Some Strong Ales were much like a London Burton or a Southern draught Old Ale: 1045º-1050º and dark brown. Others more like the stronger Northern type of Old Ale: 1060º-1080º and also dark brown. Odd ones were either weaker or much stronger than those two types. And some are quite pale.
Not really much in common amongst that group. The Ind Coope example isn’t strong at all. Even though most of them are dark, Watney Export Gold is very pale.
Final Selection was later dropped in favour of Gold Label, though for a while Chiswell Street brewed both beers.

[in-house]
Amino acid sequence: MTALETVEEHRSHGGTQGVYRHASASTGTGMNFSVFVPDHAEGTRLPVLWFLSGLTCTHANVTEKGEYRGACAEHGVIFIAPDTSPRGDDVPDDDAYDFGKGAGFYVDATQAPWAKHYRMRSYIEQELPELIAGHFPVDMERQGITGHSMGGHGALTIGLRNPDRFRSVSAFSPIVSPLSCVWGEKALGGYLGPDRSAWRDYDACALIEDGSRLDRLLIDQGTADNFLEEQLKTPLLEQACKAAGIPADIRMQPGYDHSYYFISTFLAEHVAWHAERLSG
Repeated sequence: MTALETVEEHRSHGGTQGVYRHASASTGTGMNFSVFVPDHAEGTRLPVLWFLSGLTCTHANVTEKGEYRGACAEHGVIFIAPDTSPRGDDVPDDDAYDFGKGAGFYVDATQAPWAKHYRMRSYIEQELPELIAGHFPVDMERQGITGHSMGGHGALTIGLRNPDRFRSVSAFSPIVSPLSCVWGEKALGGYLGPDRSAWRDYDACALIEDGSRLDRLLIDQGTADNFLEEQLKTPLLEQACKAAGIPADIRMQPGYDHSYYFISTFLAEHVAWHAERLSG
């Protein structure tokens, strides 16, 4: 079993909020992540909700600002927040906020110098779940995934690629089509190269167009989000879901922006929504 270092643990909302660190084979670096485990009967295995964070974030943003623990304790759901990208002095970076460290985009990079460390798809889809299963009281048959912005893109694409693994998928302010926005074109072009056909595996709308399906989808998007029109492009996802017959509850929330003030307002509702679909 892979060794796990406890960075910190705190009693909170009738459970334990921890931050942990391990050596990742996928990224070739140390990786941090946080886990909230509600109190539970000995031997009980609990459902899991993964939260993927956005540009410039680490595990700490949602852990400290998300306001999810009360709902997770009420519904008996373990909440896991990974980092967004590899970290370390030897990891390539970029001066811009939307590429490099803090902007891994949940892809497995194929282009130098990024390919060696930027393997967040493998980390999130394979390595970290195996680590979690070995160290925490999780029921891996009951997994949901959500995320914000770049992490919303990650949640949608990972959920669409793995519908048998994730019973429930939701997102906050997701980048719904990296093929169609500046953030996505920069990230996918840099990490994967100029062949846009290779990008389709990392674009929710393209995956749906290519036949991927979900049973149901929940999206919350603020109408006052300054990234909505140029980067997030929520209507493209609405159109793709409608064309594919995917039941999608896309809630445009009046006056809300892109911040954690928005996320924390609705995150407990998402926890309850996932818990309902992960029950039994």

|London Strong Ales 1953 - 1965|
|Date||Year||Beer||Price per pint d||OG||FG||ABV||App. Atten-uation||colour|
|1948||Ind Coope||No. 3 Strong Ale||57||1040.8||1010.8||3.89||73.53%||90|
|1954||Mann Crossman||Dragon Ale||24||1051.2||1019.1||4.15||62.70%||150|
|Whitbread Gravity book held at the London Metropolitan Archives, document number LMA/4453/D/02/002.|
This is an excerpt from my book on post-WW II UK brewing, Austerity!
As late as the 1970s Brains in Cardiff brewed a bottled Strong Ale. It was dark ruby / brown and was a favourite with some of my mates at the Steelworks. I was an SA man.
As well as the pint size, Brains did a half pint bottle for serving in their pubs, and the standard order across the bar was "A pint of strong and dark" which would be assembled by the bar person: a half of Brains Dark and the Strong poured in.
It may have been around 6% ??
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